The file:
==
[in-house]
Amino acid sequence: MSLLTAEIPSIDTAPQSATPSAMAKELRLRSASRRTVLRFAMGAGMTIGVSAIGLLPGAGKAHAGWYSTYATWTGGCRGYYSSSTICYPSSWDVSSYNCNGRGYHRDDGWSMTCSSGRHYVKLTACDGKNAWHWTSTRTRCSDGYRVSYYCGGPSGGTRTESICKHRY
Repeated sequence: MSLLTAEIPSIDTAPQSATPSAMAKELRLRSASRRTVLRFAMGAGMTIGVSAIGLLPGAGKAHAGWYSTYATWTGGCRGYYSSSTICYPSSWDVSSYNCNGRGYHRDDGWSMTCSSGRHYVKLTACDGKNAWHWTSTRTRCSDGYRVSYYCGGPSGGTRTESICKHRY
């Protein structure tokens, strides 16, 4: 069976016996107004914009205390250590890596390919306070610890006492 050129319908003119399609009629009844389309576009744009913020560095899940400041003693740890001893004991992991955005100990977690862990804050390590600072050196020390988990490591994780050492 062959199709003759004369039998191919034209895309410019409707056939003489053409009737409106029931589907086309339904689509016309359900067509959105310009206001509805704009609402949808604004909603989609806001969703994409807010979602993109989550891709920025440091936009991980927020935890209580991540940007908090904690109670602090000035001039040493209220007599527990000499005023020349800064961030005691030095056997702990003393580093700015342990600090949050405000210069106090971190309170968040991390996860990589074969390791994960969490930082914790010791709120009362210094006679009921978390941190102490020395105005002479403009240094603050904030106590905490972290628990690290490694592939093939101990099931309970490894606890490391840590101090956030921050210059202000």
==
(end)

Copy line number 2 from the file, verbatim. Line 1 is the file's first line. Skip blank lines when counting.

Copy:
Amino acid sequence: MSLLTAEIPSIDTAPQSATPSAMAKELRLRSASRRTVLRFAMGAGMTIGVSAIGLLPGAGKAHAGWYSTYATWTGGCRGYYSSSTICYPSSWDVSSYNCNGRGYHRDDGWSMTCSSGRHYVKLTACDGKNAWHWTSTRTRCSDGYRVSYYCGGPSGGTRTESICKHRY